Monday, April 27, 2015

Russia Reports H5N1 In Migratory Birds

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Location Of Astrakhan Oblast in Global Flyway

 

# 9980

 

While North America has taken center stage in Avian flu reporting these past few weeks we know that various strains of these viruses continue to spread around the globe.  Egypt continues to deal with an unprecedented outbreak of H5N1 – in both humans and in poultry – and reports continue to filter out of South Korea and Taiwan on their battles against the H5N8 virus and its reassortants.


In recent weeks we’ve seen Niger and Burkina Faso battling the H5N1 virus, while Vietnam and China continue to deal with outbreaks of H5N1 and and H5N6.

 

And earlier this year we saw multiple reports of H5N1 in migratory birds  in Eastern Europe (see OIE: H5N1 Kills 21 Pelicans In Bulgaria), which is part of the Black Sea / Mediterranean Flyway. 

 

With summer on the way, birds that were wintering in Southern Europe or Africa are now headed north to their summer breeding grounds, and so it is not terribly surprising that we are beginning to see reports of H5N1 in migratory birds along that route.

 

First a translated media report (one of many on the news wires overnight), followed by the official statement from Russia’s Rosselkhoznadzor (Federal Service for Veterinary and Phytosanitary Surveillance), which carried a small item yesterday announcing the detection of the H5N1 avian virus.


Curiously, neither report indicates when these samples were taken.  First this, from Rio Novosti.


The bird flu virus was recorded in the Astrakhan region

08:35 27.04.2015551

Also, the agency added that the study isolates showed that they belong to the Asian genetic lineage HPAI virus and proximity to isolates of influenza A virus subtype H5N1 bird isolated in the Altai region in 2014, as well as subtypes of the same virus isolated in Vietnam and China in 2012-2014.

MOSCOW, April 27 - RIA Novosti / Prime. Rosselkhoznadzor revealed genome of influenza A virus subtype H5N1 bird in the territory Ikryaninskiy region Astrakhan region, said the Russian authorities.

"Subordinate to the Rosselkhoznadzor Federal Centre for Animal Health in research within the federal epizootic monitoring in samples of biological material selected from the Dalmatian pelicans in the territory Ikryaninskiy region Astrakhan region, identified the gene of influenza A virus subtype H5N1 bird" - said in a statement.

Also, the agency added that the study isolates showed that they belong to the Asian genetic lineage HPAI virus and proximity to isolates of influenza A virus subtype H5N1 bird isolated in the Altai region in 2014, as well as subtypes of the same virus isolated in Vietnam and China in 2012-2014.

Pathogenic avian influenza virus H5N1, which emerged in 2003-2005, is widely circulated among birds. It is dangerous to humans because people have no immunity to it.

 

  And this statement from he official Rosselkhoznadzor  website.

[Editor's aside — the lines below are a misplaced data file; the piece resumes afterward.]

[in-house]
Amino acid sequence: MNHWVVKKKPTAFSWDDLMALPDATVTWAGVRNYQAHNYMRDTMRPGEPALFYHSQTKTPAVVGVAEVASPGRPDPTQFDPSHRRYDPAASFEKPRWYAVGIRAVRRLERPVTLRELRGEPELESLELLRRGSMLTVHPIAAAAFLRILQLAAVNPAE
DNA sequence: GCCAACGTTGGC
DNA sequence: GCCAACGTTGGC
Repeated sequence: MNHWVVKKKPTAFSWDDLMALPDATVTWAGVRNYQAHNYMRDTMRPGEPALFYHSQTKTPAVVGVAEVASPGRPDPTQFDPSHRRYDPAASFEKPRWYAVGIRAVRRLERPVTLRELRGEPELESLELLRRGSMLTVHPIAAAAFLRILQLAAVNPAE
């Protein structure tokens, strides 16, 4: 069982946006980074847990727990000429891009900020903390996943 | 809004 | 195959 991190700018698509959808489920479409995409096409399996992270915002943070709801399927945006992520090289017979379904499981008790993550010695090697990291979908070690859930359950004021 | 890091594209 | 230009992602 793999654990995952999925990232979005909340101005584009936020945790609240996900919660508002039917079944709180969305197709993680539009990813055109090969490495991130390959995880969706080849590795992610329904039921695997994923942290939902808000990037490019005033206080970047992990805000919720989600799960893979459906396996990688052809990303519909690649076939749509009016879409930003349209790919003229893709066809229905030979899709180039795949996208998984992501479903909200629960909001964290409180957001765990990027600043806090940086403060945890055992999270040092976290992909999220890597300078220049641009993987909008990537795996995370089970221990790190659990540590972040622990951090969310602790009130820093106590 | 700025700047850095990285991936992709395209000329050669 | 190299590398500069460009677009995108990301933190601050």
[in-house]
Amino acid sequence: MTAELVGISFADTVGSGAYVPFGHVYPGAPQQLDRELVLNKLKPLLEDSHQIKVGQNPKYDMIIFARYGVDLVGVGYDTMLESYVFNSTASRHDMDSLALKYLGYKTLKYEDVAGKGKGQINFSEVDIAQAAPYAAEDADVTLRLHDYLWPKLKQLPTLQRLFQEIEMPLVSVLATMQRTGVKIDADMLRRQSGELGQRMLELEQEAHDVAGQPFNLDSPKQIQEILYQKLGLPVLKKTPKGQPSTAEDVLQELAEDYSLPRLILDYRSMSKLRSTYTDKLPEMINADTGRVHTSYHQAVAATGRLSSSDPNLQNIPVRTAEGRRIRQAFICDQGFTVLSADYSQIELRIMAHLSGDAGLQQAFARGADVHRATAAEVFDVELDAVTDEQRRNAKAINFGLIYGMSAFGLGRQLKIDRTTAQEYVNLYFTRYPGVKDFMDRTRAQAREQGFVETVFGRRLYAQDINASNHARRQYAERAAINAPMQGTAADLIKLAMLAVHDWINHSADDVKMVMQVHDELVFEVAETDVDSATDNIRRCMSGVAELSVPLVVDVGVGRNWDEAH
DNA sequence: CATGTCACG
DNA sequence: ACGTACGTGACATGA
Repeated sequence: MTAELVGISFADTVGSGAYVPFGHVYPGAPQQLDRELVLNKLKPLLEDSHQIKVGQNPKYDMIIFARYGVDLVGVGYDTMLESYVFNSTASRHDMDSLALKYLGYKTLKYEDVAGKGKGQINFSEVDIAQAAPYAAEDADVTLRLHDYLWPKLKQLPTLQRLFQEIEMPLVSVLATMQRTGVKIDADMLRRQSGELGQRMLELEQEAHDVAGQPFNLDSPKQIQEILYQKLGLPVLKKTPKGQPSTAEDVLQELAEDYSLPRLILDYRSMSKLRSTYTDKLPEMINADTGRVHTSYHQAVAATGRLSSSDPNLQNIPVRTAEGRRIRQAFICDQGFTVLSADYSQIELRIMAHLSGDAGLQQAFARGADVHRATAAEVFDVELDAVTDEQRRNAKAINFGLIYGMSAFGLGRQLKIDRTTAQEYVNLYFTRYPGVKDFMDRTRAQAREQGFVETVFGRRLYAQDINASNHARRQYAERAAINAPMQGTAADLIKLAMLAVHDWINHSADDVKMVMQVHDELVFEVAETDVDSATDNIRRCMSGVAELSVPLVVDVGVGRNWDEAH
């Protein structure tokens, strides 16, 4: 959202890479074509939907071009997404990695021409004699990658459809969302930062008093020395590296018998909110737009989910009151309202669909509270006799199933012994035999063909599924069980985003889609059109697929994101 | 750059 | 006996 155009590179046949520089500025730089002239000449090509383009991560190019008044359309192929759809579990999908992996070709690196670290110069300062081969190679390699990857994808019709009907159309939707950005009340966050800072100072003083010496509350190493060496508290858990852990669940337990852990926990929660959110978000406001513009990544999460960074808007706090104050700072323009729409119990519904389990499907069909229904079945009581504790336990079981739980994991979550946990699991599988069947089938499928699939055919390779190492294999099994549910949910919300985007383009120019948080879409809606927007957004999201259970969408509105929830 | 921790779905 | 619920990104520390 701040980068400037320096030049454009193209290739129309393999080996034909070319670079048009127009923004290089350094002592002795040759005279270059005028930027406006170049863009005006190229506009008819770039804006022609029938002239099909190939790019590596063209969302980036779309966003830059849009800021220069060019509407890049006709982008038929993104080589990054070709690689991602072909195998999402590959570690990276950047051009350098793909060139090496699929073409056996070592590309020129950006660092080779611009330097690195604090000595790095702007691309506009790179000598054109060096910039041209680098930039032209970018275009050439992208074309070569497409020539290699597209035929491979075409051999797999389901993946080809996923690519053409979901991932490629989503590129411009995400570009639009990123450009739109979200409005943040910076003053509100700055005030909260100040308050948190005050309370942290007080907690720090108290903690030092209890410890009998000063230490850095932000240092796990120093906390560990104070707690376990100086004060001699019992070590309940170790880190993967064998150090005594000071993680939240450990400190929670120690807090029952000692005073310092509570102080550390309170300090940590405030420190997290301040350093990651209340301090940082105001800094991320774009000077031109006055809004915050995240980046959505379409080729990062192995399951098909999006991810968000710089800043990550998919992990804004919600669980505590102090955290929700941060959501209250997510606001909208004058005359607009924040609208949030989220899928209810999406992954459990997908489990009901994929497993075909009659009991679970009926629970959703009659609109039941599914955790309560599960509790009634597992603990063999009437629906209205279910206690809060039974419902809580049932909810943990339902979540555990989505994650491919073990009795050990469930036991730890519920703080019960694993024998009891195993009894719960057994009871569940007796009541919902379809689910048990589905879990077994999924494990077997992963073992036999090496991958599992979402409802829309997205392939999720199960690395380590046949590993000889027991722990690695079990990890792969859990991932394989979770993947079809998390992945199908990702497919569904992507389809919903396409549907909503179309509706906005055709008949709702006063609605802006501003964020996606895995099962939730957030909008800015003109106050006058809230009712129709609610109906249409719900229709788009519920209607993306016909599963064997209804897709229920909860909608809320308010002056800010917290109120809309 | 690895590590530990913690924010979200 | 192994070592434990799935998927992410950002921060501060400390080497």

Clarification of Rosselkhoznadzor flu infected migratory birds in the Astrakhan region

April 26, 2015

Subordinated to the Rosselkhoznadzor Federal Centre for Animal Health in research within the federal epizootic monitoring in samples of biological material taken from the territory of curly pelicans Ikryaninskiy region Astrakhan region, identified the gene of influenza A virus subtype H5N1 bird. Research isolates showed that they belong to the Asian genetic lineage HPAI virus and proximity to isolates of influenza A virus subtype H5N1 bird isolated in the Altai region in 2014, as well as subtypes of the same virus isolated in Vietnam and China in 2012-2014 .

 

Although we don’t get a lot of reporting out of Russia, you may recall that late last year they announced the detection of H5N8  (see OIE Report: H5N8 Detected In Eastern Russia) in a Eurasian widgeon collected last October -  a full month before Europe reported their first H5N8 outbreak.

 

These past six months we’ve seen HPAI H5 virus on the move around the world, with H5N8 making it to North America and Europe, and H5N1 showing up in countries that haven't reported outbreaks since 2006-2007.

 

Although most migratory flyways are predominantly north-south corridors, their overlapping allows for a lateral (east-west) movement of avian viruses as well – often via shared nesting areas and ponds. As you can see, the Black Sea/Mediterranean Flyway shares territory with both the East Africa West Asia flyway, and the East Atlantic Flyway.

 

For more on how scientists are studying the spread of avian flu viruses via these flyways, you may wish to revisit:

Erasmus Study On Role Of Migratory Birds In Spread Of Avian Flu
PNAS: H5N1 Propagation Via Migratory Birds
EID Journal: A Proposed Strategy For Wild Bird Avian Influenza Surveillance
PLoS One: North Atlantic Flyways Provide Opportunities For Spread Of Avian Influenza Viruses

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